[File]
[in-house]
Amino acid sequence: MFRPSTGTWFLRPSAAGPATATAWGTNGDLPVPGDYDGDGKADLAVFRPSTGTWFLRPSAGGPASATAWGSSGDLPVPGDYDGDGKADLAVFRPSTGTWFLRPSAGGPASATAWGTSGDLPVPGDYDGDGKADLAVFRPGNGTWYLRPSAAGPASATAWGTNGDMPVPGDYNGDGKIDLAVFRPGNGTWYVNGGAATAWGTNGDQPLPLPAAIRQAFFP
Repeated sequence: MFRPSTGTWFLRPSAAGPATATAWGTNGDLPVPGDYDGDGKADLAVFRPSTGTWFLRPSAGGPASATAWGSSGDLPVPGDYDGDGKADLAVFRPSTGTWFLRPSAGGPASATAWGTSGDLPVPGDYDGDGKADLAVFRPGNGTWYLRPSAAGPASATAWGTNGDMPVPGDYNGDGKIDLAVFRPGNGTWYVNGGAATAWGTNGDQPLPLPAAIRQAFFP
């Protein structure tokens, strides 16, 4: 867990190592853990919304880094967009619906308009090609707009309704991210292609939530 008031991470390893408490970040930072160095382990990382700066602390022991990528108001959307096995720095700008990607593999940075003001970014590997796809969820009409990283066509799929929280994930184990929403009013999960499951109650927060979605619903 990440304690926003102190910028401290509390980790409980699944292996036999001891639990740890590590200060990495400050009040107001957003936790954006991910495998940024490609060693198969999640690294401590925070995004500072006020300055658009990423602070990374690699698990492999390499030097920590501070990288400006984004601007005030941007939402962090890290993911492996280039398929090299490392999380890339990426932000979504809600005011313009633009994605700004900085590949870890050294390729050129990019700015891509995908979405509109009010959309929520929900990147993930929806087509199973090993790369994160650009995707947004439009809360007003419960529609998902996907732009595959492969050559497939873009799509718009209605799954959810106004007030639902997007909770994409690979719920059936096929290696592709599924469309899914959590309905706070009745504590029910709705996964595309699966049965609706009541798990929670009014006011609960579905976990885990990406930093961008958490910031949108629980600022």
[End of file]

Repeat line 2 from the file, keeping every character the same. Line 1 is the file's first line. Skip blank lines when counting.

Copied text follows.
Amino acid sequence: MFRPSTGTWFLRPSAAGPATATAWGTNGDLPVPGDYDGDGKADLAVFRPSTGTWFLRPSAGGPASATAWGSSGDLPVPGDYDGDGKADLAVFRPSTGTWFLRPSAGGPASATAWGTSGDLPVPGDYDGDGKADLAVFRPGNGTWYLRPSAAGPASATAWGTNGDMPVPGDYNGDGKIDLAVFRPGNGTWYVNGGAATAWGTNGDQPLPLPAAIRQAFFP